Your investors are going to do their due diligence on you, and you need to do your due diligence on them. I recently heard several prominent health care investors speak on a panel and brag about how on average they get the founding CEOs of their portfolio companies fired within 22 months of closing an investment, most of those CEOs end up divorced (yes, actually divorced) at the end of it all, and those that are able to get their companies acquired often find out upon closing that the terms of the investment deals cut founders and employees out of any financial gains. Clearly you want to avoid this type of investor, but most will not be so public with their toxicity.

Before you sign anything or cash a check from anyone, demand to speak with the CEOs of each investors’ portfolio companies -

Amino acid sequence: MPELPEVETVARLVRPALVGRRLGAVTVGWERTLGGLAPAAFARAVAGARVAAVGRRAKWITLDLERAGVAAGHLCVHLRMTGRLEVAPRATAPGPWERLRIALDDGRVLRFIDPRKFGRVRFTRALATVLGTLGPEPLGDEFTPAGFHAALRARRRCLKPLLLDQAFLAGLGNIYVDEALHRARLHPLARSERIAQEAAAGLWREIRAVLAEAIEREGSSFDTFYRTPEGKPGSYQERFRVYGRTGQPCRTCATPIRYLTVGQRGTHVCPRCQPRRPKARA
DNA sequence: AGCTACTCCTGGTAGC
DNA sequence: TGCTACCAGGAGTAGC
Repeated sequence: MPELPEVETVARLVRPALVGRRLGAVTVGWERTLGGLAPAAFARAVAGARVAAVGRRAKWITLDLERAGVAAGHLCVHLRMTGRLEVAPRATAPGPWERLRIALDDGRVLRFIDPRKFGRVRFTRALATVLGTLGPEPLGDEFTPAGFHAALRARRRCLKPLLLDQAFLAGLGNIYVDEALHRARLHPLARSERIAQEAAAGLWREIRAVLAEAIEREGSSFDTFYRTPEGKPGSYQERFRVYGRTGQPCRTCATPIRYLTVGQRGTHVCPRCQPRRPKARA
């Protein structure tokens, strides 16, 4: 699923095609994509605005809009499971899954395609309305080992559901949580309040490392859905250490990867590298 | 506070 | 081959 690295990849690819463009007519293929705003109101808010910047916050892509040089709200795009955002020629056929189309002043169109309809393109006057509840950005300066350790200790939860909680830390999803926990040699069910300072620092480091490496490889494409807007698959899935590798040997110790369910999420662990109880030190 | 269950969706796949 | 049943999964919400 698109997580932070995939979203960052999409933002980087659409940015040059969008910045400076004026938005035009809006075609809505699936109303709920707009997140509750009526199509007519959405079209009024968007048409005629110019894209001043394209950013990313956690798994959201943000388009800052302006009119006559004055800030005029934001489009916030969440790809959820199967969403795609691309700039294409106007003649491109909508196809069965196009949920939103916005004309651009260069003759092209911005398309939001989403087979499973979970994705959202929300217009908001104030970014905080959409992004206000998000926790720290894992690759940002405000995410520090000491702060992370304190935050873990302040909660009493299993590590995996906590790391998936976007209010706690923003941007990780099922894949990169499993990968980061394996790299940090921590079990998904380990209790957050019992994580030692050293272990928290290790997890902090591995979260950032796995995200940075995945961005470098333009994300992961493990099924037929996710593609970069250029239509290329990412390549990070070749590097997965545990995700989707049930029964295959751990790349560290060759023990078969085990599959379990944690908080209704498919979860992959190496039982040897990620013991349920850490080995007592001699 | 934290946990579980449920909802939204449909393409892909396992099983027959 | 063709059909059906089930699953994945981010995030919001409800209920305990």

Particularly those companies who crashed and burned or those who took longer than expected to find traction. Ask about their experience with said investors and learn how they supported the entrepreneurs through the tough times. It is incredibly hard to build a successful company under any circumstances. You want to find investors who will help you do so rather than fight you along the way. 


Raising capital for your startup is not easy and it is rarely fun. Furthermore, there are many other things to consider when raising capital for your startup. For instance, read “Venture Deals” by Brad Feld and Jason Mendelson cover to cover several times to learn all the legal ins and outs of startup investment deals. By answering these five questions, you will be on a good path to minimizing the pain and raise the capital you need to get your company to the next level. 


About Brian Glaister 

Brian Glaister is the Managing Director of Conflux Innovations, a boutique consultancy that operates at the intersection between product development, sales & marketing, and operations to grow innovative companies to the next level.